And no, I’m not saying that is a bad thing. Assimilation is, to a varying degree a prerequisite to living among new people, in a new world. It is, to put it into perspective, the very idea behind the Melting Pot theory, which ironically enough, was coined as against the movement of immigrants to the United States. Governor Jindal, I suspect has embraced this very homogeneity, this ‘common culture’ that grows from assimilating under the Melting Pot theory. Oddly enough, considering the fact that Jindal was born a naturalized citizen of the United States, an American over and above his obvious ethnic roots should not even raise the question of identity, heritage and assimilation. And yet, it has. And the way I see it, there is nothing wrong with it. Not much, anyway.
Is Bobby Jindal letting go of his heritage? That is not for me to say. But, what I can say however is that the arguments answering in the affirmative are faulty and even, silly. Jindal’s assimilation, whether it is his conversion to Catholicism or his insistence on being called ‘Bobby,’ an American name, was well before his political foray. Therefore, unless he had made up his mind to run as Governor and the President of the United States in High School, I’d say that any criticism of these instances is misguided, and is made merely for the sake of argument. In fact, I’d bet anyone who accuses Jindal of being opportunistic and converting to Christianity will be convinced otherwise after reading his writings on demonic possession and exorcism in the New Oxford Review (Sincerely written but again, they are a hoot).
Secondly yes, many do have an issue with his sustained detachment and uncertainty against many Indian issues. And that is understandable. But, on Bobby’s part, it makes even sense. Dissociating himself from a loyal albeit, small community of first and second generation immigrants allows him to cater to the larger community of well-off, conservative whites who make up most of Louisiana and a significant chunk of the electorate across the U.S. And considering his pitiable polling projections, I cannot blame him for trying.
Trying, yes. According to unanimous estimates, Jindal’s chances in the 2016 Presidential election are second to none, and downright non-existent. It would seem that Bobby Jindal’s risky political calculation of pandering to the right has not worked. Instead, he is handicapped by a host of GOP candidates, all of whom are placed at the right of the already right-headed Republican Party. Additionally, for all his education and suaveness, Jindal has been oddly trite and bombastic with his campaign, sounding vaguely incoherent and dishonest even.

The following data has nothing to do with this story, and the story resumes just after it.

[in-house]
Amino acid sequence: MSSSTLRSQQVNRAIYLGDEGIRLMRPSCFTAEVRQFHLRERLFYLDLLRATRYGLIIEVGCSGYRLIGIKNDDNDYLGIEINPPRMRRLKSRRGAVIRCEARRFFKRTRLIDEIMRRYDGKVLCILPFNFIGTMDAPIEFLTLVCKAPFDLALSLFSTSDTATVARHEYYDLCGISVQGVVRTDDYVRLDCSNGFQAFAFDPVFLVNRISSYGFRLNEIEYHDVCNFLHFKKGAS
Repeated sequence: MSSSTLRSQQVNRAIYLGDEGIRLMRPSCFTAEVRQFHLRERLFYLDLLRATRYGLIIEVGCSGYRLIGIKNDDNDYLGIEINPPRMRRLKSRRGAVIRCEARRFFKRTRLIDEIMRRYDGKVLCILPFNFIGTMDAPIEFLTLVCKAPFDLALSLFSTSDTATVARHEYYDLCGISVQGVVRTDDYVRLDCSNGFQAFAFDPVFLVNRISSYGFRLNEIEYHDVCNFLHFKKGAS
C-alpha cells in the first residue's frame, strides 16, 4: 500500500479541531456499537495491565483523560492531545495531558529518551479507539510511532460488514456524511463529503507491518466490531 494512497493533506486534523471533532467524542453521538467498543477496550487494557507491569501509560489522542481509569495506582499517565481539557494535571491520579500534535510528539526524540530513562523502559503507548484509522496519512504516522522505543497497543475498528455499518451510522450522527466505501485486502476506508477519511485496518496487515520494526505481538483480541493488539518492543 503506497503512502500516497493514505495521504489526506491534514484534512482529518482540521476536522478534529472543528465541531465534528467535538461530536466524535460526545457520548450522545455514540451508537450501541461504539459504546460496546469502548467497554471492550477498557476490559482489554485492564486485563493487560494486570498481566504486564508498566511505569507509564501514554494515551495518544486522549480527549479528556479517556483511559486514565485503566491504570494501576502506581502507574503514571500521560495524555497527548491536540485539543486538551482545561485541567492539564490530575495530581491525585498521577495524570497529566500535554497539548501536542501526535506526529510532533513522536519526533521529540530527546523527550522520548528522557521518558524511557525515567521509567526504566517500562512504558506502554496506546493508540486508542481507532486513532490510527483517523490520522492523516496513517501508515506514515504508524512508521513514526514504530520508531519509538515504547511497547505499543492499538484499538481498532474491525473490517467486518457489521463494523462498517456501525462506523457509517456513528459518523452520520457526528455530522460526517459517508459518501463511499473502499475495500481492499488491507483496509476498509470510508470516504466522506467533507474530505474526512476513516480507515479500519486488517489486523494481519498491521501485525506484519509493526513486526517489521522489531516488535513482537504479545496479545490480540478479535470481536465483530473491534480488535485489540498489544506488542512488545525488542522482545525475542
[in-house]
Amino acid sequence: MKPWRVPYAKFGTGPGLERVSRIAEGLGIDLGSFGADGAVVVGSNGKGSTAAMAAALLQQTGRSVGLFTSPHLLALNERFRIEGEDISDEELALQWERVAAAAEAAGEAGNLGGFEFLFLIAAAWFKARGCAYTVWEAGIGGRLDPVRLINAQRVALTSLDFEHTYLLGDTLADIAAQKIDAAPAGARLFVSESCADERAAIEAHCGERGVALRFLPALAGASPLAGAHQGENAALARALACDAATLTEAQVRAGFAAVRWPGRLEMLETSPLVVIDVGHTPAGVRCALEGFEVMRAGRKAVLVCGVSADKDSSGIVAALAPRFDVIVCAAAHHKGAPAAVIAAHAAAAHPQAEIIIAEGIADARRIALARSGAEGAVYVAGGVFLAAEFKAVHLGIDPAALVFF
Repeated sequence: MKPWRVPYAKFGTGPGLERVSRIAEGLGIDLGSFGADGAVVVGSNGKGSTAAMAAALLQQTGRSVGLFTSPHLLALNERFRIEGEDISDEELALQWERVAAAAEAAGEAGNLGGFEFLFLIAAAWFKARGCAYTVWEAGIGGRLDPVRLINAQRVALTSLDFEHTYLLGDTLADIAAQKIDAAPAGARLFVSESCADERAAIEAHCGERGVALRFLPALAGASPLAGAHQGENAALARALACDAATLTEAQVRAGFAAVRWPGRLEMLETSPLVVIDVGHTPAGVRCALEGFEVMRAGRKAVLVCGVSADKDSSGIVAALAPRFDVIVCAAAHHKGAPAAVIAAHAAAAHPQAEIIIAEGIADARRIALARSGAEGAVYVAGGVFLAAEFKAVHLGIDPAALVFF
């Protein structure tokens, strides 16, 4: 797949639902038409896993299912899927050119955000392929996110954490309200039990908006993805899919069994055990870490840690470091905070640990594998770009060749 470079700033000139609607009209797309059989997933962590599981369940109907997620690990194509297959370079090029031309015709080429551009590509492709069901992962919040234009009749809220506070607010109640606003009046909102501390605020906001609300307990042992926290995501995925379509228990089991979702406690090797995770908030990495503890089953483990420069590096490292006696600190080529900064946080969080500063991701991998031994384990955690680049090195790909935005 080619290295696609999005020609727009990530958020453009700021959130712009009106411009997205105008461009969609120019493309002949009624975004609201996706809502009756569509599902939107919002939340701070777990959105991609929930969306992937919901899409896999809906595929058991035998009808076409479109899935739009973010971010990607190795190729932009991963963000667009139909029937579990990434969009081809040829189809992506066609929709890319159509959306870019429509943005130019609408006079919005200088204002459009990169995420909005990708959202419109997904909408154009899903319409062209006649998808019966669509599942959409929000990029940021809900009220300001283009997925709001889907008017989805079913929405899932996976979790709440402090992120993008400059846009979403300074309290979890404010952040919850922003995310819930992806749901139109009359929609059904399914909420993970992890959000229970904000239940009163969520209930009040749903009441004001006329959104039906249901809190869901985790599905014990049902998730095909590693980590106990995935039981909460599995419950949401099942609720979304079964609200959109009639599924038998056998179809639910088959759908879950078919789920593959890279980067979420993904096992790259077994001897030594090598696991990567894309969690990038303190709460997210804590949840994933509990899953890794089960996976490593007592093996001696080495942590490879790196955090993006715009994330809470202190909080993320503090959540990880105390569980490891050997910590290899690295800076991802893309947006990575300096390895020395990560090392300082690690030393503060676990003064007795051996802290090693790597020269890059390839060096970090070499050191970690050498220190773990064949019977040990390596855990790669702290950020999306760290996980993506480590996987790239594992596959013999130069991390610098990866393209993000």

The year ahead for Piyush Bobby Jindal is as unclear and unknown as it is for the rest of us. However, if the current trend is anything to go by, he’s certainly not doing well (Not enough for the GOP debate next month). As it stands today, Jindal is viewed by many as a ‘brown man masquerading as a White supremacist.’ And as racist as that sounds, there may be some fire to this smoke. After all, unless the artist is blind, I can never explain why a Bobby Jindal portrait was several shades lighter than his actual complexion (#BobbyJindalSoWhite was trending too). Whatever the case or strategy may be, his contention in the race may have crashed and burned even before it took off. In fact, as some speculate, Nikki Haley, the other American governor of Indian origin has a better chance as a VP probable to counter-balance Hillary on the Democrat ticket (Good luck with that).
It is not up to me, or anybody to judge whether Bobby Jindal is ‘Indian’ enough. We, as a people on one hand take pride in the achievements of those in which we had no part in and on the other, we find ourselves offended when the said people supposedly depart from their ethnic roots. That is perhaps, one of those quiet idiosyncrasies of being an Indian. As Shashi Tharoor so well puts it yes, we must be proud of how far a brown skinned man by the name of Bobby Jindal has come in American politics. However, we do not have the right to take credit for it, and all that he has achieved nor what he stands for or for how he behaves. He may have Indian ancestry, but he is not. He burnt that bridge a long time ago. No, he is as American as anyone. And that’s okay.
This entry is part of Fair Observer’s YouLead 2015.
Views presented in the article are those of the author and not of ED.